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10:00am

 
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Christ Church—Radford

6226 University Park Drive

Radford, VA 24141

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Applying All Diligence (2 Peter 1:1-11)

Applying All Diligence (2 Peter 1:1-11)
Sermon Link

The Same Kind of Faith (verses 1-4)

All believers “have received a faith of the same kind” as Peter’s. It may differ in degrees, but the value of it remains the same, since faith marks the beginning and constant foundation of the Christian life. Faith is the only distinguishing mark that Peter makes: either you have received this kind of faith, or you have not; either you are in Christ through faith, or you are outside of Christ without it. This faith only comes to us through the righteousness of Christ, i.e. through the gospel. 

While Peter wants us to see the value of faith, he is also concerned with the life of the believer. He focuses on the objective truth in verse 1 (through the gospel we have now been given faith), but also emphasizes the need for application and living in light of that truth (verses 2ff). He is concerned that we experience more and more of the grace and peace that is given to us through Christ. The benefits of the gospel are measureless, and he desires that those benefits be “multiplied” to us through a greater knowledge of God and of Jesus Christ our Lord and through a greater likeness to Him. 

We aren’t left to ourselves in this pursuit of Him. With the faith that we’ve received, we are also given “everything” we need for life and godliness. He has not withheld His divine power from us, nor any “precious and magnificent” promise: the promise of forgiveness, life, help, hope, and final completion in the end. As we live on these promises, we are transformed and become partakers of the divine nature. We escape corruption and are sanctified in Jesus.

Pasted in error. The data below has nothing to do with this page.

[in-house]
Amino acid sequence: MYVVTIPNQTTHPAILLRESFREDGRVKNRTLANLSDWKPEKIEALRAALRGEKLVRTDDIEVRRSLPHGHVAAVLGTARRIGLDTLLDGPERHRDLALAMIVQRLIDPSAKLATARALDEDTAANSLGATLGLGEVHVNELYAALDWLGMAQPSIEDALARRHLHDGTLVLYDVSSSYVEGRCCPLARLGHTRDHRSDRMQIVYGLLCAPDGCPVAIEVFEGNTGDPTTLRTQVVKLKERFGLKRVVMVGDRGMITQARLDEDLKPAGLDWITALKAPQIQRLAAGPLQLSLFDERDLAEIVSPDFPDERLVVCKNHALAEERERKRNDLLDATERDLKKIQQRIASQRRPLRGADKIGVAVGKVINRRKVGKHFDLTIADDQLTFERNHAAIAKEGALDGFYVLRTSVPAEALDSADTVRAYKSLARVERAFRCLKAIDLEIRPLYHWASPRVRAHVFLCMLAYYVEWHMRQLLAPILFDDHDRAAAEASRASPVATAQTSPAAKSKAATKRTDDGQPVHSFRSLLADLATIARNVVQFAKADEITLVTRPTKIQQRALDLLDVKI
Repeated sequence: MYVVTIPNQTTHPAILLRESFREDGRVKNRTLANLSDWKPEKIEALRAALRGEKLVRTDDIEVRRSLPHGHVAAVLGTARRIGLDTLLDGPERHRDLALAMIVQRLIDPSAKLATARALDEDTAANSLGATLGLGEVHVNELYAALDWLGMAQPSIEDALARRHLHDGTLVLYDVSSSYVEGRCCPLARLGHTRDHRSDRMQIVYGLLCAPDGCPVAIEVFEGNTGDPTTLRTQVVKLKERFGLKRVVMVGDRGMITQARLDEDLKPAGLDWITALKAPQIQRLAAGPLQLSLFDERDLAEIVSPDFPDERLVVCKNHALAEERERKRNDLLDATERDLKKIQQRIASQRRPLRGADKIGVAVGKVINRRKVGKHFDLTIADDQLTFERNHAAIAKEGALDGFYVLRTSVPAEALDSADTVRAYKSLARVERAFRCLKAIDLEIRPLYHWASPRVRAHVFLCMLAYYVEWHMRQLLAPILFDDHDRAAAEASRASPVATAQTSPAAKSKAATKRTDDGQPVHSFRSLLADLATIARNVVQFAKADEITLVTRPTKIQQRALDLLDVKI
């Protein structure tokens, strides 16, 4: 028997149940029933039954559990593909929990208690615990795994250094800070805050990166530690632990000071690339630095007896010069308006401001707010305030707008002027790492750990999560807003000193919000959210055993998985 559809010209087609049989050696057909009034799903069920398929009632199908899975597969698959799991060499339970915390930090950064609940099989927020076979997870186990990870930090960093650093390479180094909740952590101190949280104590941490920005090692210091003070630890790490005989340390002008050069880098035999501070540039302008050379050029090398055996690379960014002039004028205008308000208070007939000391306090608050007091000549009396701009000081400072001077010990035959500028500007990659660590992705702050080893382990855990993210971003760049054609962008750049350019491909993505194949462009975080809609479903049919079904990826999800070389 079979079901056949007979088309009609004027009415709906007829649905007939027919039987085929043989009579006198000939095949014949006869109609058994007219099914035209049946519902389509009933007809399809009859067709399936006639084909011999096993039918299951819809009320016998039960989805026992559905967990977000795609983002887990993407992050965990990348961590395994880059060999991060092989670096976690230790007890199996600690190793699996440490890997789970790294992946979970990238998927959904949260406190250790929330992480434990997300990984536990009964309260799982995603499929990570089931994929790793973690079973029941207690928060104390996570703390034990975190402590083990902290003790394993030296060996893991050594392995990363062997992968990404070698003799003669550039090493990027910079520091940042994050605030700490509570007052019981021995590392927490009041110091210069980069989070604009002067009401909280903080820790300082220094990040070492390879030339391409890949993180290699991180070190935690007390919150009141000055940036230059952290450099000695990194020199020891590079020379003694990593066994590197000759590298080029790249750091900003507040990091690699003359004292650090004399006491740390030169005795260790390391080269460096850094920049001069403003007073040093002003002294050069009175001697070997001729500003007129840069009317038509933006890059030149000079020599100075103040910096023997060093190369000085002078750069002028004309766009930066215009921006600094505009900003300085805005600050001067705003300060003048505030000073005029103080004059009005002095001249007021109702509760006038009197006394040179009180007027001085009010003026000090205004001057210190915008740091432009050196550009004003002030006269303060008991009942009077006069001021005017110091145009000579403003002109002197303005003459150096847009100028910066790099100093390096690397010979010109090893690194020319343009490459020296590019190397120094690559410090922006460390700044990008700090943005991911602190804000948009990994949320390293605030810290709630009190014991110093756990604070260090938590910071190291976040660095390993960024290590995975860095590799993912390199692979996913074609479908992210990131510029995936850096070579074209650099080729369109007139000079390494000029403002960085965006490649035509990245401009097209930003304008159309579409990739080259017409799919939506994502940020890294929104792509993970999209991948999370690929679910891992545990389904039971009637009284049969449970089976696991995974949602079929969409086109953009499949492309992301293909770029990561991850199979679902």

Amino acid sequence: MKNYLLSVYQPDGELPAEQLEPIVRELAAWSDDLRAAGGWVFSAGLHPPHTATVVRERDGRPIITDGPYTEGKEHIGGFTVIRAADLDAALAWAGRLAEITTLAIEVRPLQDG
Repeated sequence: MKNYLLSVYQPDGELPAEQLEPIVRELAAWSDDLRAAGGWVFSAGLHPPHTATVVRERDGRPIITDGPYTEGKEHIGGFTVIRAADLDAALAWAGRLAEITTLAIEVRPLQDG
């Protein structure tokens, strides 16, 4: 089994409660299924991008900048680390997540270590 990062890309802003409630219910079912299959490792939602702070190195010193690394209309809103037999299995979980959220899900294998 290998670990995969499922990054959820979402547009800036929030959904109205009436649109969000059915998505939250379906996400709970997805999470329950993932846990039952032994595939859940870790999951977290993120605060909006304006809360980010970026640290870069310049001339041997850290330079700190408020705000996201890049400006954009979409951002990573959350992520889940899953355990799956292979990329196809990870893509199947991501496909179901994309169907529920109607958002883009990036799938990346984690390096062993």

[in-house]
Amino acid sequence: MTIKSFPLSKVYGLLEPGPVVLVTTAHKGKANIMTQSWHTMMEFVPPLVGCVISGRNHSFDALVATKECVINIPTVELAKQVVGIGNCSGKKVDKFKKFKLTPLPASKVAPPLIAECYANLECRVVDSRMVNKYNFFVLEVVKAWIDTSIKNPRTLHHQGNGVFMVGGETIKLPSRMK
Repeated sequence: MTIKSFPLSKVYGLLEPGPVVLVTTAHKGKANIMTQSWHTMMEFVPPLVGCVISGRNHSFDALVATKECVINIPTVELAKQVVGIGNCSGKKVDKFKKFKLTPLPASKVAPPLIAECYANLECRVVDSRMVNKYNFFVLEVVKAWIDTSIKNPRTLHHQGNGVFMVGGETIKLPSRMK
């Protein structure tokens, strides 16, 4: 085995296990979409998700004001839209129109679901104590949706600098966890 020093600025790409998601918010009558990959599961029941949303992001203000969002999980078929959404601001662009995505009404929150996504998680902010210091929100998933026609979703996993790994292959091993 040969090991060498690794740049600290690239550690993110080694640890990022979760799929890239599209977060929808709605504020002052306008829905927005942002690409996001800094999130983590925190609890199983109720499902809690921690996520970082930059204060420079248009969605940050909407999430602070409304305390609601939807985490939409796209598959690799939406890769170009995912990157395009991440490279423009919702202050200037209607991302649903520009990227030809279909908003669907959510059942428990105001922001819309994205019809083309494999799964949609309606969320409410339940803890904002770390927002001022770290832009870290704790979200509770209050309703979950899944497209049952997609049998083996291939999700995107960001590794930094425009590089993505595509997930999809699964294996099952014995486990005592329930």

Applying Diligence (verses 5-7)

How does this happen? How will the promises of God have their full effect in us so that we are transformed into His likeness? Peter assures us that it doesn’t happen lackadaisically or passively. Instead, we are to give “all diligence” toward attaining it. We are to add diligence and effort to our faith. At the same time, we must not make the gospel merely an exhortation to live a certain type of life, as if verses 5-9 were the essence of the gospel. We have to avoid two errors of extreme: believing that we are saved by doing something (it’s all of Christ!), or sanctified by doing nothing (we must apply effort!).

The first two qualities Peter tells us to add to our faith (moral excellence and knowledge) describe the expectations for the type of faith we are to have: active and governed by understanding. The next two qualities (self control and perseverance) tell us to be tempered, disciplined, and enduring with patience. While each of these first four characteristics are inward issues, the last three (godliness, brotherly kindness, and love) have to do with outward relationships (with God, with other believers, and with the world). 

The Outcome (verses 8-11)

Peter calls our attention both to a positive and negative outcome. Positively, those who have these qualities will neither be “useless nor unfruitful.” The order given in this passage is important: this active and fruitful life follows faith and the diligent furnishing of that faith with moral excellence, knowledge, kindness, etc. Activity with a wrong foundation and wrong motives leads only to busyness, not real fruitfulness. True Christianity is fruitful, abounding in the qualities that Peter has laid out in the preceding verses.

Negatively, those who lack these qualities are “blind or short-sighted.” They are consumed with the temporal, blinded by earthly things. And this blindness results from having forgotten that we’ve been cleansed from our sins. Forgetting our salvation leads to spiritual laziness, zeal without knowledge, lack of concern for others, an uncharitable attitude, or any number of sins. The near-sighted, worldly-minded person can’t have assurance of belonging to Christ and is unable to see the glorious end and abundant entrance that awaits those who press on to know Jesus Christ! 

  • Why does Peter say that our faith is of the “same kind” as his? Why is this faith so precious? 
  • What are some of the precious promises of God in Christ?
  • Why is it important to keep the proper order in the Christian life: faith first, then applying diligence?
  • Are you applying diligence to know Christ and become like Him? How so? What things are prone to become more important to you than knowing Christ and becoming like Him? What keeps you from being diligent in the pursuit of Christ?
  • What encouragement do these verses provide for weak, needy Christians like us?

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